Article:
One thing I forgot to mention the Cimarron is .45 Colt and the Navy Arms is .44-40. I have shot the Cimarron on several occasions but have not yet shot the Navy Arms. Since the Navy Arms fires the primed cases I chambered I guess I don't have the problem I thought I had.
A man's true measure is found not in what he says but in what he does.

Offline Slamfire

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Well sucks Buck,, that last line said it all " 1 is a 45LC & the other is a 44-40 ",, they are not com-pat- able !!, better send me that 44-40 , it will be com-pat-able w/ my 44-40 ,,( heh-he-he-he  ;D ). Guns are like woman ,,, no two are a like ,, and all are a mystery. ;)

 coffee's ready ,, Hootmix.

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Offline Buckaroo Lou

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Slamfire, I love your humor. ;D

I don't own a single action in 44-40 yet. Wish I did.

Several years back I inherited quite a bit of 44-40 ammo and needed a firearm to shoot it and that was the reason I picked up the Navy Arms rifle. I bought it at a local gun show a few years ago at a bargain and just put it away. I have been wanting to get it out and take it to the range but seems like something is always getting in the way. I recently purchased another '73, a Miroku Winchester and want to take it to the range as well. I am hoping to take both the Navy Arms and the new Winchester to the range soon.
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Offline wildman1

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Check the back of the bolt where the FP extension fits and make sure there are no burrs in it or on the FP extension. It may need a little polishing.
wM1
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Offline Buckaroo Lou

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Thanks for the info guys. I ordered a couple of little parts that I want to replace. I want to put the newer style trigger safety spring on and replace the hammer spring adjustment screw as it is a little bit buggered by the previous owner. I will examine the breech block housing then as well to see if there might be any burs or rough spots.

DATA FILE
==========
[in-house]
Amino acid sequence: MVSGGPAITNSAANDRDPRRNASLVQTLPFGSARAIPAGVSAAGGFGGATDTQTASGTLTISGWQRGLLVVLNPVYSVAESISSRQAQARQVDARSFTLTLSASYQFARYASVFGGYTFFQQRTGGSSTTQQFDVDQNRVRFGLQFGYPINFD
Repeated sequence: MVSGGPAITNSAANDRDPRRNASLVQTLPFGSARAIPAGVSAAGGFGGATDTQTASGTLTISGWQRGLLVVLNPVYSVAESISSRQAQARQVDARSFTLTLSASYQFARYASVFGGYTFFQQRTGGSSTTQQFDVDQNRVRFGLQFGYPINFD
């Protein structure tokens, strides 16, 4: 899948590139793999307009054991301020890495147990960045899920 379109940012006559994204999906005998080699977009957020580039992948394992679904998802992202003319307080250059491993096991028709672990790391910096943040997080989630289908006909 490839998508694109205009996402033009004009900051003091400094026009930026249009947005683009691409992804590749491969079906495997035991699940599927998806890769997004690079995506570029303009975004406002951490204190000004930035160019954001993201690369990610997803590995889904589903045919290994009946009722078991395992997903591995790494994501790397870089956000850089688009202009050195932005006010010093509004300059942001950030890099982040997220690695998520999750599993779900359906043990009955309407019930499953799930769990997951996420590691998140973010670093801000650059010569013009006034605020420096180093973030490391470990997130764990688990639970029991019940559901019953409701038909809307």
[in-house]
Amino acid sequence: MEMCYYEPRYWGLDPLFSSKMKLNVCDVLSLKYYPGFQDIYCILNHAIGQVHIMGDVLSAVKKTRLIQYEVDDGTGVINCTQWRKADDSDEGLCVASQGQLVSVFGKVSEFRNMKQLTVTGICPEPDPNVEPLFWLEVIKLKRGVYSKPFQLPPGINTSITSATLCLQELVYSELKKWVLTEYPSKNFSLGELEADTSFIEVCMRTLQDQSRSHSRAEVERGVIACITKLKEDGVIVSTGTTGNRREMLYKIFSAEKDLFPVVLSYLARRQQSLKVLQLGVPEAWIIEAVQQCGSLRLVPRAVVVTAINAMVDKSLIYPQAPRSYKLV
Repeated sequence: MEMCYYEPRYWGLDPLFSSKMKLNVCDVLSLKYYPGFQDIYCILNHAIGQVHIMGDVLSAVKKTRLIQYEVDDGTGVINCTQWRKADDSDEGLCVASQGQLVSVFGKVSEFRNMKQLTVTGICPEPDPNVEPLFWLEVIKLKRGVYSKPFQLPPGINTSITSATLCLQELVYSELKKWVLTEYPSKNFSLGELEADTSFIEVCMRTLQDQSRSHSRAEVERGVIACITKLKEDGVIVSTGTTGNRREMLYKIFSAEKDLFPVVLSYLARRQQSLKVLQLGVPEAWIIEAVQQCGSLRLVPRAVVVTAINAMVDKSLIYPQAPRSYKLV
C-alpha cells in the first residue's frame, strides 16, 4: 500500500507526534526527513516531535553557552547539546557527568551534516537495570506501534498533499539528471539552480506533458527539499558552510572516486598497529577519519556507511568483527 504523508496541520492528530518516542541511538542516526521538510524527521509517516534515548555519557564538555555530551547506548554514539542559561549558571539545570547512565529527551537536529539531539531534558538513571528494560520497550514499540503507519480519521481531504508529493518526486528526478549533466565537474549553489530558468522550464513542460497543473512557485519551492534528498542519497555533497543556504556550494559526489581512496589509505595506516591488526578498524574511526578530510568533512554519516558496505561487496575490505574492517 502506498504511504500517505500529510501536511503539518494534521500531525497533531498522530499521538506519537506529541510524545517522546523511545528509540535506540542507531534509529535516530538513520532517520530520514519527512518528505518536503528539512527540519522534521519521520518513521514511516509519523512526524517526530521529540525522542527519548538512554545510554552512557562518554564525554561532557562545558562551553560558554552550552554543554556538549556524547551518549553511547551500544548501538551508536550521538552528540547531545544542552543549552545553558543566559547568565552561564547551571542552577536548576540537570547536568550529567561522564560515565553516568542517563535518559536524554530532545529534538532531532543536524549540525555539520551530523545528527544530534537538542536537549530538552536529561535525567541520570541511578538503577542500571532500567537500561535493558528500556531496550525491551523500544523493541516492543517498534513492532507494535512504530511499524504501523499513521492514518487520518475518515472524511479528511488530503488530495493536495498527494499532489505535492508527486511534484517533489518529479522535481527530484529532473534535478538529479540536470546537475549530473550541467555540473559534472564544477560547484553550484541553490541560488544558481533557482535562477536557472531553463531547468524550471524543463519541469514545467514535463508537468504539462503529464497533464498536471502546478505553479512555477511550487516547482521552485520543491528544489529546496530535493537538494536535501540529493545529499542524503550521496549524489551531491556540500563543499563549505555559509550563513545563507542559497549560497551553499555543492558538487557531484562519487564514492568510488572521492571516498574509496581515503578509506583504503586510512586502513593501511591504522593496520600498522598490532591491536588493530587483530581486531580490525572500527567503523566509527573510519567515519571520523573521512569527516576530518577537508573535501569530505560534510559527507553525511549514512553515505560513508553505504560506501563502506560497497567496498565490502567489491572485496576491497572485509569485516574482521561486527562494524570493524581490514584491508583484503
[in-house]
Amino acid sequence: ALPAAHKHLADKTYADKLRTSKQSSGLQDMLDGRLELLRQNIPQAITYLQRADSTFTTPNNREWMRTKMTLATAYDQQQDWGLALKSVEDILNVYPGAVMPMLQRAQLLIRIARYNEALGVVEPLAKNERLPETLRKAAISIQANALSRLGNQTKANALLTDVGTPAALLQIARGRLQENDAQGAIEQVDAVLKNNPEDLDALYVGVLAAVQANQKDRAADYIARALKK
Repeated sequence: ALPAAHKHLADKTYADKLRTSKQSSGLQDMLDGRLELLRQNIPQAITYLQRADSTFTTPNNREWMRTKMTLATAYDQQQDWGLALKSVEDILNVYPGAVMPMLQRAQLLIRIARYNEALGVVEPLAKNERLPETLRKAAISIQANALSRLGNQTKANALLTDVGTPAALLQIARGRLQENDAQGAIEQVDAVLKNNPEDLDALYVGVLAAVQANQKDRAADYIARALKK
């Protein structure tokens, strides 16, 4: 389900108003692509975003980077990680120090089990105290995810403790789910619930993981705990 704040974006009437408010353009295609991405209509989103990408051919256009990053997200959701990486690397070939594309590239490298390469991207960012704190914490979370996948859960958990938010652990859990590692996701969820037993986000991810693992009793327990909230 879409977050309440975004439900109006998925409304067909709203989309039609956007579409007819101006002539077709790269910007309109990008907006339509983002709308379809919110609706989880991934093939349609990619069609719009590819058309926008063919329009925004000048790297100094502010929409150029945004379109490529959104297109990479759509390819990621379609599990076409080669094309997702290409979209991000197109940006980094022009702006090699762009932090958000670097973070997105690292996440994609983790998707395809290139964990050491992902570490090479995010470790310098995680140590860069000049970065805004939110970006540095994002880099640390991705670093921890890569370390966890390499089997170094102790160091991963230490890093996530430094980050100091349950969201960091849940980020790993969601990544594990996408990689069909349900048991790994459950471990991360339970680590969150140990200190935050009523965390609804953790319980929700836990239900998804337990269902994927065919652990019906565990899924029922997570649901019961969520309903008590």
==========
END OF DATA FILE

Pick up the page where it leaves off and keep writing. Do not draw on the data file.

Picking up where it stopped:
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Offline Buckaroo Lou

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I took the rifle apart and checked the breach housing and bolt. I polished the rub spots I found on the breach housing and polished up where the bolt fit inside the breach housing. The bolt felt rough when pushed into the breach housing. After polishing the bolt it pushed in and out with ease and no rough spots at all. I reassembled and everything works perfect now.

From the tutorial videos I watched on disassembly, the disassembly of the bolt housing and bolt on my Navy Arms was not the same as in the video. They both function the same but are not made the same. The one in the video showed removing the two pivot pins that the toggle links pivot on, and once removed there is a key you remove on the breach housing and then the bolt can be extracted from the breach housing. On my Navy Arms the front pivot pin is an integral part of the breach block and back pin is a part of the frame and appears they cannot be removed. However, there is a small drive pin on the breach housing just above the pivot pin you must remove and once removed the bolt can be removed from the breach housing.
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Offline Abilene

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Howdy Lou.  Uberti changed to the new method of securing the firing pin extension into the bolt maybe 10 or 15 (?) years ago.  With the old method, that little pin can shear in an out-of-battery discharge and send the FP extension into the shooters cheek or eye.  If you ever need a new bolt or extension you will have to buy the whole new assembly.

Glad to hear it is all working smoothly now.